130°C and a drum 14 temperature range of from about 45° C to about 55° C.
Maintaining drum 14 within the temperature limits defined by process
window 90 requires heating drum 14 during periods of no printing and cooling drum
14 during periods of printing. Cooling is required during printing because heat
is transferred by preheated media contacting drum 14 in nip 22, by printhead 11
depositing molten ink on drum 14, and by radiation from heated printhead 11.
Referring to Fig. 11, heat is added to drum 14 by drum heater 28
that preferably consists of a heater lamp 92 and reflector 94. Heater lamp 92 is
of an infrared heating lamp type such as model No. QIR100-200TN1 manufactured
by Ushio Corporation in Newberg, Oregon.
An alternate embodiment for drum heater 28 consists of a cylindrical
cartridge or radiant lamp heater 96 axially mounted inside or adjacent to a hollow
drum shaft 98. In this embodiment, heat from heater 96 is radiated directly and
conducted to drum 14 by radial fins 30.
Drum 14 is cooled by moving air across radial fins 30 with a fan
100. Of course, fan 100 may blow or draw air in either direction through drum 14
to accomplish cooling. Preferably, fan 100 blows air through drum 14 in a direction
indicated by an arrow 102. Fan 100 is preferably of a type such as model No. 3610ML-05W-B50
manufactured by N.M.B. Minibea, Co., Ltd. in Japan.
Media preheater 27 is set to a predetermined operating temperature
by conventional thermostatic means. Drum temperature, however, is sensed by a thermistor
104 that slidably contacts drum 14 and is electrically connected to a conventional
proportional temperature controller 106. When printing, heat is added to drum 14,
which causes its temperature to exceed a predetermined temperature that is sensed
by thermistor 104. In response, temperature controller decreases electrical drive
power to drum heater 28 and turns on fan 100 to return drum 14 temperature to its
set point. Conversely, when not printing, thermistor 104 senses a decrease in
temperature below the set point. In response, temperature controller 106 turns
off fan 100 and adds power to drum heater 28. Depending on the rate of cooling
or heating required, temperature controller 106 may proportionally control one
or both of drum heater 28 and fan 100. Small temperature changes primarily entail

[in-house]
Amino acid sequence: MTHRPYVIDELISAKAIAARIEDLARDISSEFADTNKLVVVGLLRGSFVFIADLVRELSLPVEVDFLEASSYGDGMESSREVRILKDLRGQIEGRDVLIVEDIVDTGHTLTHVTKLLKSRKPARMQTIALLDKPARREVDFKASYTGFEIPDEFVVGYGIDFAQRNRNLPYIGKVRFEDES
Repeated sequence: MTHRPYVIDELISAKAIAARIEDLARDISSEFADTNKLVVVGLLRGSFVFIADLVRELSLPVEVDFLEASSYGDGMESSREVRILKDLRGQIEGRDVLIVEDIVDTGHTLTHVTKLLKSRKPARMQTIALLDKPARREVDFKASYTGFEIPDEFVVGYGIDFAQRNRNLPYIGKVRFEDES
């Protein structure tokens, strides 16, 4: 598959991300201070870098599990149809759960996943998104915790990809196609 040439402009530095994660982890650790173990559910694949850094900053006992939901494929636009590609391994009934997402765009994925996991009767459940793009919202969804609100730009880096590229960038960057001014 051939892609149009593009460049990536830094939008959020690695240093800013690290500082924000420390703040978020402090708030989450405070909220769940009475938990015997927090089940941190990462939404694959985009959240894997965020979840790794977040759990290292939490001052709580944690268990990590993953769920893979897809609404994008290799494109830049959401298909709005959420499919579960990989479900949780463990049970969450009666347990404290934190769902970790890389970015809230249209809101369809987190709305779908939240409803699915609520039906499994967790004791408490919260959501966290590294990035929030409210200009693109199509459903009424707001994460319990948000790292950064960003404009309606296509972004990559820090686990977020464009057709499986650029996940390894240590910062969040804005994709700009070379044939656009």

temperature controller 106 altering the amount of electrical power supplied to
drum heater 28.
Skilled workers will recognize that portions of this invention may
have alternative embodiments. For example, the drum heater 28 may be eliminated
if a process window can be obtained that includes a drum temperature of 30° C.
Monochrome or color printing embodiments of the invention are possible. Other than
a drum type supporting surface may be used, such as a flat platen or a belt. This
invention may be embodied in various media marking applications, such as facsimile
machines, copiers, and computer printers. The process window also may differ depending
on various combinations of nip pressure, ink composition, intermediate transfer
surface composition, drum surface finish and composition, and print medium composition.
The intermediate transfer surface also may be applied to the drum in various ways,
such as by an oil saturated web and metering blade assembly, a wick and reservoir
with a dry cleaning web followed by a metering blade, buffing with an oil-soaked
material, or use of an oil-soaked pad. Also, roller 23 could be heated to facilitate
transfer and fusing of the image 26 to the final receiving substrate 21.
It will be obvious to those having skill in the art that many changes
may be made to the details of the above-described embodiments of this invention
without departing from the underlying principles thereof. Accordingly, it will
be appreciated that this invention is also applicable to ink temperature control
applications other than those found in phase-change ink-jet transfer printers.